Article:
Ohio State Car Investigation: University Ends Inquiry Into Buckeye Auto Deals

The Ohio Bureau of Motor Vehicles' investigation into Buckeye football players' car purchases uncovered no wrongdoing, but the Ohio State football program isn't quite in the clear just yet.

  • Live
32 Total Updates since May 8, 2011
  • Important 3
  • Updates 20
  • Articles 12
  • All Updates 32

Ohio State Ends Investigation Into Buckeye Players' Car Deals

In the wake of this week's announcement that the Ohio Bureau of Motor Vehicles found no improprieties in 25 car purchases made by Terrelle Pryor and other Buckeye football players, Ohio State has announced it's punting on the university's own inquiry. The Associated Press has more details, including a statement from OSU that had better not come back to haunt them:

"We have seen no evidence that would lead us to believe that Ohio State student athletes violated any policies when purchasing used cars," said university spokesman Jim Lynch.

And that's great, unless they missed something, which would only hurt the university's standing with the Committee on Infractions. In addition to the test drives mentioned in yesterday's update, there are still a couple more ways this thing could go sideways for the Buckeyes; namely, that the BMV's investigation didn't give the Bureau access to players' financial records. Our Ohio State blog, however, is just happy for the moment to have at least part of this whole mess over and done with.

Continue

Terrelle Pryor, Ohio State Players' Car Purchases Not Illegal, According To Ohio BMV

There's a strongly-worded report out from the Ohio Bureau of Motor Vehicles which states clearly that an internal investigation into car purchases made by Ohio State football players has uncovered no evidence of illicit dealings on the part of the players. The Associated Press has more:

The BMV's 65-page report issued Tuesday said the certificates of titles for cars sold by Jack Maxton Chevrolet and Auto Direct to players and families accurately reflected the vehicles' sales prices. The investigation also rejected allegations that the sales prices did not reflect the true cost of the vehicles because players provided dealers with tickets, jerseys and other memorabilia in place of cash.

"We found no evidence in the dealers' business records that tickets and/or sports memorabilia were included in the sales," the report said.

Are the Buckeyes out of the woods on this particular investigation? Maybe, but pitfalls still lie ahead before OSU administrators can kick back and focus on the first, larger memorabilia investigation instead. The BMV investigation's conclusion doesn't mean the NCAA won't be looking into all the details of the situation it can dig up, and if they find discrepancies in this reportedly perfect paperwork, there'll be more trouble in Columbus. And given the Committee on Infractions' capricious behavior of late when it comes to rulings, it's still possible other elements of the players' relationship with the auto dealers (like those perhaps too-frequent Terrelle Pryor test drives) could be tagged as illegal benefits. I hate to wrap up another update with, "This is the NCAA we're dealing with, so all we can do is wait and wonder and, if we're wearing scarlet and gray, cross our fingers," but here we are again.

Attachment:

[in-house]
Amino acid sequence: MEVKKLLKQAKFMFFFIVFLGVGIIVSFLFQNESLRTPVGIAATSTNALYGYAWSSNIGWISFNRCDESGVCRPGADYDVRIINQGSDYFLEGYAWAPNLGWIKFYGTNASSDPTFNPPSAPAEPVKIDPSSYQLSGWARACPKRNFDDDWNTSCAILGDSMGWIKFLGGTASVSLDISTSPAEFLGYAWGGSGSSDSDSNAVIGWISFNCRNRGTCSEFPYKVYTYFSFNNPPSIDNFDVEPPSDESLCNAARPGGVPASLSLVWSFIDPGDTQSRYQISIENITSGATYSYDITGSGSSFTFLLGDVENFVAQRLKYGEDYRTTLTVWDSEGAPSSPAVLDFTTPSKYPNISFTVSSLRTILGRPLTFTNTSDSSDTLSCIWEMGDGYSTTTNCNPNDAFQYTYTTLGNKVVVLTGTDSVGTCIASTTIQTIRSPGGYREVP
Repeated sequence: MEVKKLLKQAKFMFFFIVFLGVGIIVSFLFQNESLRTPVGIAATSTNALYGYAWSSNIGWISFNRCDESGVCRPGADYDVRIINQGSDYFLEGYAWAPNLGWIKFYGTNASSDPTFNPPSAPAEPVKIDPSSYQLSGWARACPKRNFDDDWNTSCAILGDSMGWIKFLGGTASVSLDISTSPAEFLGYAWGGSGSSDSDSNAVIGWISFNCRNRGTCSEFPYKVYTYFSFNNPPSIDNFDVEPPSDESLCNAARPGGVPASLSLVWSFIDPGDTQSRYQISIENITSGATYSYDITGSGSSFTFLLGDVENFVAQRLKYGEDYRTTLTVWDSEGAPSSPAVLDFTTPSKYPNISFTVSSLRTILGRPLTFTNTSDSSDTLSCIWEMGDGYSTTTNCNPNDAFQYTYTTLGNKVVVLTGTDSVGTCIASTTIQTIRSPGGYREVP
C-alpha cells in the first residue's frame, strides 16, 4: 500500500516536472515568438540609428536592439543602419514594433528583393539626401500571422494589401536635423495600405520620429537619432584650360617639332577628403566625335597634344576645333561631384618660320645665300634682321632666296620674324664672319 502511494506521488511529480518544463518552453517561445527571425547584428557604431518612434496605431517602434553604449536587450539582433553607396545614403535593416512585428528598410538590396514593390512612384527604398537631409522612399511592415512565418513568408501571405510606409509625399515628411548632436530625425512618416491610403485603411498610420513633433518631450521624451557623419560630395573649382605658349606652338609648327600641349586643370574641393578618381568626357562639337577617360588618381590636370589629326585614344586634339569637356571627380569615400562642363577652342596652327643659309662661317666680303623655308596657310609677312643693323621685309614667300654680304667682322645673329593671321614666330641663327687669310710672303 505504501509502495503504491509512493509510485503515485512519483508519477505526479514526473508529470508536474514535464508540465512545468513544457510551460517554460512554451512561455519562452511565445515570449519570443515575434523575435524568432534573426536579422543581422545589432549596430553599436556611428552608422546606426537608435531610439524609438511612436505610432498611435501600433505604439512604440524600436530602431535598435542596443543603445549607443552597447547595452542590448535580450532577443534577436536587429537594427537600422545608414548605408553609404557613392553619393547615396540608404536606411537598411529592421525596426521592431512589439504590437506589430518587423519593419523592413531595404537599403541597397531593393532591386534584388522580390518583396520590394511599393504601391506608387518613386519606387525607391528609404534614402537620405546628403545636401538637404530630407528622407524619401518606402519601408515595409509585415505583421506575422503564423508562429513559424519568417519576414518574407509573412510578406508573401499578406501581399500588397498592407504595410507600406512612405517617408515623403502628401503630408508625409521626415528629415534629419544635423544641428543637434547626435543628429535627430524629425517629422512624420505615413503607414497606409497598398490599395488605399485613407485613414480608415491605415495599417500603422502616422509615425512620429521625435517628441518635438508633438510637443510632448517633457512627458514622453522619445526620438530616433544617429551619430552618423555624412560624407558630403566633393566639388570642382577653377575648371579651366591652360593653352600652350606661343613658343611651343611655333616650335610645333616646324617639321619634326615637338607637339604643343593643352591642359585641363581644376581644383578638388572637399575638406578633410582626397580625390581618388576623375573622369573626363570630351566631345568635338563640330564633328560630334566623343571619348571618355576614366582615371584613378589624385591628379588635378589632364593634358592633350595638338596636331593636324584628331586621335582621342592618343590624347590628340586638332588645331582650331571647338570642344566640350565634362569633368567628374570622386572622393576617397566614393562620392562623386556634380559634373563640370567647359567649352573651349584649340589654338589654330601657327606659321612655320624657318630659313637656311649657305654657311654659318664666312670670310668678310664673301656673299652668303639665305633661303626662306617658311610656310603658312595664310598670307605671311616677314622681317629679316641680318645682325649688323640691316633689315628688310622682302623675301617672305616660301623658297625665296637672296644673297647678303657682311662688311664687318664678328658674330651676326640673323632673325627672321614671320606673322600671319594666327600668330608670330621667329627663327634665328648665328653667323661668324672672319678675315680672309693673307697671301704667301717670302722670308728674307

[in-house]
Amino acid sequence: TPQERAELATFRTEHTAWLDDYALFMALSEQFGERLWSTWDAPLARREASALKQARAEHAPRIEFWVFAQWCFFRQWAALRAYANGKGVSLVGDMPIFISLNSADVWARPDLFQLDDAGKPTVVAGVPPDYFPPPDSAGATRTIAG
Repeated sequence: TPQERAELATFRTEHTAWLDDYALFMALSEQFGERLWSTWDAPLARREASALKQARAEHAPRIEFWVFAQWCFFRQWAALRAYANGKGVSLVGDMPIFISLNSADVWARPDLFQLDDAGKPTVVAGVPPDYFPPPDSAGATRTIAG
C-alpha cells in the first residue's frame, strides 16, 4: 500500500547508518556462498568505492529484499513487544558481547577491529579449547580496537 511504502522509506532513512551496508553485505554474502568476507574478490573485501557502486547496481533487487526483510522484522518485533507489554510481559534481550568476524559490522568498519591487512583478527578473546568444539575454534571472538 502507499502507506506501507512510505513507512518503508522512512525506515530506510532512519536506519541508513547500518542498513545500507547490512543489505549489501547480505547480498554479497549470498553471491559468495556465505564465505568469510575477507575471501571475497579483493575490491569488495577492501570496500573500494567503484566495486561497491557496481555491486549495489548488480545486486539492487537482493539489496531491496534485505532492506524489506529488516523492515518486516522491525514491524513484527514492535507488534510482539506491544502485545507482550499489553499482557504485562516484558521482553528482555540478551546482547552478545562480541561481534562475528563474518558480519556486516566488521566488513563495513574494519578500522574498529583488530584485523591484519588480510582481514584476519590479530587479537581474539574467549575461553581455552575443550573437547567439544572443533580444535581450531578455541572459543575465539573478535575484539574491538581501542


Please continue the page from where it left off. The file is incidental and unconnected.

Continue

Ohio State Car Investigation Trots Terrelle Pryor & Friends Back Out For More Scrutiny

As noted earlier in this StoryStream, Ohio State's investigation of dozens of car purchases made by Buckeye athletes and family members is a separate issue from the NCAA's scrutiny of Jim Tressel over football players selling memorabilia in violation of illegal benefit regulations. And with the possibly-shady dealerships story spanning two sports (OSU basketball is also involved), as Eleven Warriors notes, it's going to be nigh-impossible to pin this newest wrinkle on a single coach gone wrong.

There are, however, four common threads between the two cases, in the form of players named in the auto purchase investigation who'll already be serving multi-game suspensions at the outset of the 2011 football season for their roles in the existent NCAA violations hunt:

Terrelle Pryor: Borrowed cars from investigative target Aaron Kniffin, including one for that infamous three-day test drive. His mother and brother bought from Kniffin at Jack Maxton Chevrolet.
DeVier Posey: Bought from Kniffin at Auto Direct.
Solomon Thomas: Bought from Kniffin at Maxton; father bought from Maxton at Auto Direct.
Daniel Herron: Father bought from Kniffin at Auto Direct.

Where will the next domino fall in Columbus? Ohio State fans, want to talk out your heartaches and headaches? Join our Buckeyes community at Along the Olentangy for sympathetic ears and good old-fashioned vitriol.

Continue
X
Log In Sign Up

forgot?
Log In Sign Up

Forgot password?

We'll email you a reset link.

If you signed up using a 3rd party account like Facebook or Twitter, please login with it instead.

Forgot password?

Try another email?

Almost done,

Join SBNation.com

You must be a member of SBNation.com to participate.

We have our own Community Guidelines at SBNation.com. You should read them.

Join SBNation.com

You must be a member of SBNation.com to participate.

We have our own Community Guidelines at SBNation.com. You should read them.

Spinner.vc97ec6e

Authenticating

Great!

Choose an available username to complete sign up.

In order to provide our users with a better overall experience, we ask for more information from Facebook when using it to login so that we can learn more about our audience and provide you with the best possible experience. We do not store specific user data and the sharing of it is not required to login with Facebook.